That’s why Isaiah is so thrilled with God’s mercy, forgiveness, and salvation and knows that it doesn’t get any better than God’s salvation. He writes, “Surely God is my salvation; I will trust and not be afraid. The LORD, the LORD, is my strength and my song; he has become my salvation.”
Sometimes we realize that when we want to express something profound or something glorious and wonderful, the best words have already been spoken or written. During the American Civil War when Abraham Lincoln was saddened by the prospect of a divided nation, he quoted the words of Jesus, “A kingdom divided against itself . . . will not stand.”

When Isaiah’s writes, “The LORD is my strength and my song; he has become my salvation,” he’s quoting someone else. He’s quoting Moses. Do you remember when Moses said those words? I can guarantee you it was one of those “it doesn’t get any better than this” moments. It was when the LORD divided the Red Sea and allowed the Israelites to pass through the water and escape the Egyptians. Moses and the Israelites went from a moment of sheer panic and sure death to a moment of unimaginable relief and salvation. They were backed up against the water with the Egyptians ready to kill them all. But all night they felt the wind of God and saw how it began to move the water back and separate it. And soon they were able to cross over safely. Then the wind stopped, and the water came crashing down again destroying Pharaoh’s army.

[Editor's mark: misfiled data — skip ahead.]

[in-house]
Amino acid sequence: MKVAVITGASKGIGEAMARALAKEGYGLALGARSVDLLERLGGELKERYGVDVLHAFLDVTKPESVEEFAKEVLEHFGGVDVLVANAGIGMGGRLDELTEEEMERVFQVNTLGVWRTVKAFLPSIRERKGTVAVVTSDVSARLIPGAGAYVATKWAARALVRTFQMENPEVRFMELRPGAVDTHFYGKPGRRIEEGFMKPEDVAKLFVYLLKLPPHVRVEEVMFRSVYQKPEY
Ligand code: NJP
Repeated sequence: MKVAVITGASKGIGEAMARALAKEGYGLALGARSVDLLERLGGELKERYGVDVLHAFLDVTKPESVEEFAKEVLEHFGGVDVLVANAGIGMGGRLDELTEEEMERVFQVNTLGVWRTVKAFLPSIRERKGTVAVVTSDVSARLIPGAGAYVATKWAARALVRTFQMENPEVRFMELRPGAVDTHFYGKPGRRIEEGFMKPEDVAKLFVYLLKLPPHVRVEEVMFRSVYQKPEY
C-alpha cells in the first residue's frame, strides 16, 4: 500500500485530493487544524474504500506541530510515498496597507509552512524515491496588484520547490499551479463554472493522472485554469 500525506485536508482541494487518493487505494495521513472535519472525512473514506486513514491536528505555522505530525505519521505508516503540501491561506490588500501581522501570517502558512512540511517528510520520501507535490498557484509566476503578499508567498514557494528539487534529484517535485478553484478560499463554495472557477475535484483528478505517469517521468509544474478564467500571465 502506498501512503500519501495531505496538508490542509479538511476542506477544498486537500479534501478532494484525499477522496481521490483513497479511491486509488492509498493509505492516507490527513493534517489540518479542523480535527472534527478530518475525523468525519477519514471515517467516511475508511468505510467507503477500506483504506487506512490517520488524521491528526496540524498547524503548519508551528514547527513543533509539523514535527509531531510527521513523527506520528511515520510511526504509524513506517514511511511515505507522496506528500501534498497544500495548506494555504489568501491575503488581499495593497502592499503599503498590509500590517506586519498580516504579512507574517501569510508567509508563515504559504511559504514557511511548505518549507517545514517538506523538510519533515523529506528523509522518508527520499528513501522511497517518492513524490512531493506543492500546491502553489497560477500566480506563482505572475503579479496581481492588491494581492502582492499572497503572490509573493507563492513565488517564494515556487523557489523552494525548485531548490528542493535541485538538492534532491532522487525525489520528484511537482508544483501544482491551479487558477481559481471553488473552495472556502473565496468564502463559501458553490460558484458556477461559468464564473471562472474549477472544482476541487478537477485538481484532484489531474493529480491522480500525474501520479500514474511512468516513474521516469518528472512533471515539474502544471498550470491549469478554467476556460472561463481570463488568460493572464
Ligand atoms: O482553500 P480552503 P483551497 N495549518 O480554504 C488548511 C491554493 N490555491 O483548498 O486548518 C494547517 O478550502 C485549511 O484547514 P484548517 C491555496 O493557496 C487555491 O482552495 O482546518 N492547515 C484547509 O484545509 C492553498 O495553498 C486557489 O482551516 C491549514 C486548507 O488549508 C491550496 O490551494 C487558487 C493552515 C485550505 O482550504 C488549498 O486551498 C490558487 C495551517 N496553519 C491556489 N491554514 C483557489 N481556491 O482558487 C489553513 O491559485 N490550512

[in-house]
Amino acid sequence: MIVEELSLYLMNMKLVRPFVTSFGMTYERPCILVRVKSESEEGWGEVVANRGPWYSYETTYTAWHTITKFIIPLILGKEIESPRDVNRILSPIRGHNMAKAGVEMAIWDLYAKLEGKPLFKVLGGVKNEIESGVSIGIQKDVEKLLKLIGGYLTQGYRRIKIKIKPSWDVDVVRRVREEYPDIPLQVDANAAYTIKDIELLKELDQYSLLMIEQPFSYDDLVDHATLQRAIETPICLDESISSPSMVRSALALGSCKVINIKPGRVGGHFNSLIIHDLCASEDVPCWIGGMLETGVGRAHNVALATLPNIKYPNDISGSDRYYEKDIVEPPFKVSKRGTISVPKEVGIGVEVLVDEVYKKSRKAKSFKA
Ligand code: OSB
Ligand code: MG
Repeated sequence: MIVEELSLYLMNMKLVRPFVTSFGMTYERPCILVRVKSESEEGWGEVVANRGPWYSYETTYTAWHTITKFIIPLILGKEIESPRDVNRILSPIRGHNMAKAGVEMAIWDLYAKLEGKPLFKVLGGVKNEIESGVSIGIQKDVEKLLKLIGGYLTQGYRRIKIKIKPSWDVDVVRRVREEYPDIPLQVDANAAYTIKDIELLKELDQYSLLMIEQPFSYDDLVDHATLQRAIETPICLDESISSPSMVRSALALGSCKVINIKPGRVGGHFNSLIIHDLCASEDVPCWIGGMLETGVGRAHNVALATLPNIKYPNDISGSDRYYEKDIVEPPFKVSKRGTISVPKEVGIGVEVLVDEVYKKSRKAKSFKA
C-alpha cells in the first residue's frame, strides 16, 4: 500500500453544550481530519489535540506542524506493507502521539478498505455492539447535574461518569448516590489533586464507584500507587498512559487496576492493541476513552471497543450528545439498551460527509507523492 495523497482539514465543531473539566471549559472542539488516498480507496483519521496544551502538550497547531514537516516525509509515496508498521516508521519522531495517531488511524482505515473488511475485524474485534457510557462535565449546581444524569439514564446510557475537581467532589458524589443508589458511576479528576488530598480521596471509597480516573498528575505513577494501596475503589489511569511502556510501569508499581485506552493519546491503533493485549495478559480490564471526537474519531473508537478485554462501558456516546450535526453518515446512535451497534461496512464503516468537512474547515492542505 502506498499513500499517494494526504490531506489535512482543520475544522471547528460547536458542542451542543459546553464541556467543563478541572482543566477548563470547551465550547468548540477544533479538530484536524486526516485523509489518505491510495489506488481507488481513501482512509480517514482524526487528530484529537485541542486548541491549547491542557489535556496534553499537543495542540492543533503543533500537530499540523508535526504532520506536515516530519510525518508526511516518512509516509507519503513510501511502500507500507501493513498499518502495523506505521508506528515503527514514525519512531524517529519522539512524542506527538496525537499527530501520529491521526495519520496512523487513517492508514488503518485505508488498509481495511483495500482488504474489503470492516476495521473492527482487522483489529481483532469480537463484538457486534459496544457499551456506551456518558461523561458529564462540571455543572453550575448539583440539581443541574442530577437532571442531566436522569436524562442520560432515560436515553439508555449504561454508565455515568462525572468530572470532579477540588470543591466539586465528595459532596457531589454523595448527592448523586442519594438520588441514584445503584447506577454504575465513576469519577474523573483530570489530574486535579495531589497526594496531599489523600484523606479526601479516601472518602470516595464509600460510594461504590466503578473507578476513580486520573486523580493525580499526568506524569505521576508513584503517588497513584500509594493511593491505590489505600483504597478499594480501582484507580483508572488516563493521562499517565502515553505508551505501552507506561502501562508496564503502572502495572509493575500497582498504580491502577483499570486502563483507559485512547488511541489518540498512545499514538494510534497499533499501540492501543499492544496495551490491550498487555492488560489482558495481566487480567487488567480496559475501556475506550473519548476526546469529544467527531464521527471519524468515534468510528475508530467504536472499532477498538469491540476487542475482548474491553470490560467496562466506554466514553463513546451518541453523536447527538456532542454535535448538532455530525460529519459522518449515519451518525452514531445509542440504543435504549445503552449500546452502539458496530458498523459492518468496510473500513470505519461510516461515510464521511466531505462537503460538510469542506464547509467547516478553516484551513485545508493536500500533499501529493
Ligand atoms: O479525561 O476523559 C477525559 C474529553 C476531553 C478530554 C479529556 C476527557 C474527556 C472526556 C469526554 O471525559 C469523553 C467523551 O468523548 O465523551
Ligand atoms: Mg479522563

Moses sang a song of salvation: “The horse and its rider he has hurled into the sea. The LORD is my strength and my song; he has become my salvation.” And he could have added, “It doesn’t get any better than God’s salvation.”

Isaiah quotes Moses’ words because the dividing of the Red Sea and the salvation of the Israelite people is a picture of our eternal salvation won for us by the Branch of Jesse, the Root that comes up from Jesse, Jesus Christ our Savior.

Jesus pictures the forgiveness and salvation he won for us in the wonderful and well-known parable he tells us in our gospel today. It’s the parable of the lost son or the prodigal son, the extraordinarily wasteful son. And he was wasteful. He squandered his father’s money, his entire inheritance on foolishness, sin, and self-indulgence. He returned to his father when he found himself literally in the pig pen with nowhere to go. He confessed his sin and acknowledged that he didn’t deserve to be called a son, but should rather be the lowliest servant. But the father, a picture of our heavenly Father, forgave him, put a robe on him and a ring on his finger. He welcomed him home with a lavish feast. That young man who once despised his father’s home had come home once again and in his heart must have said, “It doesn’t get any better than being in my father’s home.”

That parable of the lost son is an amazingly vivid and perfect picture of God’s salvation to all of us. Sin makes us wander away from God. It makes us think there are better things in life than what God wants for us. But when we realize better, repent of our sins, and return to our heavenly Father, he’s there with mercy and forgiveness. He wraps us in the robe of Jesus’ righteousness, forgives all our sins, and welcomes us to an eternal banquet, an eternal festival in heaven with him. And there you and I will forever say, “The LORD is my strength and my song; he has become my salvation.” And we will add, “It doesn’t get any better than God’s salvation.”